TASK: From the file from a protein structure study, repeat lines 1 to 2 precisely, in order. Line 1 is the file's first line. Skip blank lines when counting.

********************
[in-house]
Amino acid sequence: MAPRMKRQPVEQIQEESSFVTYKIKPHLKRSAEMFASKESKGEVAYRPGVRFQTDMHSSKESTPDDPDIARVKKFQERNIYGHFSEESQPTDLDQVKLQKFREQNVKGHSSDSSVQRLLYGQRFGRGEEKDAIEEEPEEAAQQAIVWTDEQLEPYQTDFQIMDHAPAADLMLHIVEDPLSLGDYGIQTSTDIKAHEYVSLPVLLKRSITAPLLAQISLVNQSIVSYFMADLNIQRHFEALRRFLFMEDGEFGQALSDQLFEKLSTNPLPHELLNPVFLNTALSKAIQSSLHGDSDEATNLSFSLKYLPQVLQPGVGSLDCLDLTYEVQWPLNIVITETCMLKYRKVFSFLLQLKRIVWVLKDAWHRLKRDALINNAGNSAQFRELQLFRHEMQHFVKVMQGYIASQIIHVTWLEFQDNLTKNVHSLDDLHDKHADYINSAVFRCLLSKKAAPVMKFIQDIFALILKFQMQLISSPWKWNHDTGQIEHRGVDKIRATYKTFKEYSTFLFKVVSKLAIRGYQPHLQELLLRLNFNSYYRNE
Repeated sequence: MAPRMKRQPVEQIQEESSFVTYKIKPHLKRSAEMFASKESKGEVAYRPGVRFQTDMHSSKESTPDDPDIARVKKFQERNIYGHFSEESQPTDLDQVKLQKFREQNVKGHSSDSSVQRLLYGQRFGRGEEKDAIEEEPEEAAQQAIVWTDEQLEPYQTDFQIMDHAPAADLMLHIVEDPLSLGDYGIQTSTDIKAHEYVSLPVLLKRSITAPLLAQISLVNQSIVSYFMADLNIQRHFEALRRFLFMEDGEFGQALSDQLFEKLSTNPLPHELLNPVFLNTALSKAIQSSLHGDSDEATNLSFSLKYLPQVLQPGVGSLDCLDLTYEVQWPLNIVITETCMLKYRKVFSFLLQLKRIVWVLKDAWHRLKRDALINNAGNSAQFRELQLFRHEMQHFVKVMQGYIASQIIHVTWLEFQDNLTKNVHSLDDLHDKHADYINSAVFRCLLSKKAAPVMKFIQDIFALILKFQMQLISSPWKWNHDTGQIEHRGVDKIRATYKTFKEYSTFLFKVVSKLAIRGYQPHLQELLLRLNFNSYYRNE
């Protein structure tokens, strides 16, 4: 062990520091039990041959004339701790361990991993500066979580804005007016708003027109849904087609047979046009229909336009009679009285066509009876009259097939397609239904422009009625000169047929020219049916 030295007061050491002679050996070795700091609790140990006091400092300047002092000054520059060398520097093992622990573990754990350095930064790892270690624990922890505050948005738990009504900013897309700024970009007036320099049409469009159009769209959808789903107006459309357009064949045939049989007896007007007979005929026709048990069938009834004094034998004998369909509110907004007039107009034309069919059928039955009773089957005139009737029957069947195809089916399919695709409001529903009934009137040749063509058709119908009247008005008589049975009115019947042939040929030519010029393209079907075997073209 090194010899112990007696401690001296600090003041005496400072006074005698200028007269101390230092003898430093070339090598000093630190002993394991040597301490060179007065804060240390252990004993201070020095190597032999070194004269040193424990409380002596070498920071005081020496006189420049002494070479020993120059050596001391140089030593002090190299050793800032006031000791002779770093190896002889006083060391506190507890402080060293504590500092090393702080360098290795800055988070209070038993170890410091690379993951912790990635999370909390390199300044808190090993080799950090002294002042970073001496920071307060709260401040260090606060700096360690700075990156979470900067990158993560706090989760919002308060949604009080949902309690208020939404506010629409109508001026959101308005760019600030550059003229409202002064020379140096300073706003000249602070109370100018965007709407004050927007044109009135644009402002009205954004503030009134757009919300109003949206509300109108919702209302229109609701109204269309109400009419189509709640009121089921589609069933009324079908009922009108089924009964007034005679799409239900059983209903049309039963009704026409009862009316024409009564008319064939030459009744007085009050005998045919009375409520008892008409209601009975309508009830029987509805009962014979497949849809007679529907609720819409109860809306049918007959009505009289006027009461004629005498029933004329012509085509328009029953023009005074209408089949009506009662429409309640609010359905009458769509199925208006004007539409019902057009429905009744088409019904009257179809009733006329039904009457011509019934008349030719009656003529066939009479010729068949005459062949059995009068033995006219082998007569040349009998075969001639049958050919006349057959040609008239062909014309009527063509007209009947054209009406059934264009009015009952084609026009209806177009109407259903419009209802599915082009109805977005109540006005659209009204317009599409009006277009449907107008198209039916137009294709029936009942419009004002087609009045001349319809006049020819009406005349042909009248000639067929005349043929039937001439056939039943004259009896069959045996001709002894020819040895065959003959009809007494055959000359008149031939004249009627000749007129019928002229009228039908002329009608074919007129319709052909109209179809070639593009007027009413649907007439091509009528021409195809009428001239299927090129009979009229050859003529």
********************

[in-house]
Amino acid sequence: MAPRMKRQPVEQIQEESSFVTYKIKPHLKRSAEMFASKESKGEVAYRPGVRFQTDMHSSKESTPDDPDIARVKKFQERNIYGHFSEESQPTDLDQVKLQKFREQNVKGHSSDSSVQRLLYGQRFGRGEEKDAIEEEPEEAAQQAIVWTDEQLEPYQTDFQIMDHAPAADLMLHIVEDPLSLGDYGIQTSTDIKAHEYVSLPVLLKRSITAPLLAQISLVNQSIVSYFMADLNIQRHFEALRRFLFMEDGEFGQALSDQLFEKLSTNPLPHELLNPVFLNTALSKAIQSSLHGDSDEATNLSFSLKYLPQVLQPGVGSLDCLDLTYEVQWPLNIVITETCMLKYRKVFSFLLQLKRIVWVLKDAWHRLKRDALINNAGNSAQFRELQLFRHEMQHFVKVMQGYIASQIIHVTWLEFQDNLTKNVHSLDDLHDKHADYINSAVFRCLLSKKAAPVMKFIQDIFALILKFQMQLISSPWKWNHDTGQIEHRGVDKIRATYKTFKEYSTFLFKVVSKLAIRGYQPHLQELLLRLNFNSYYRNE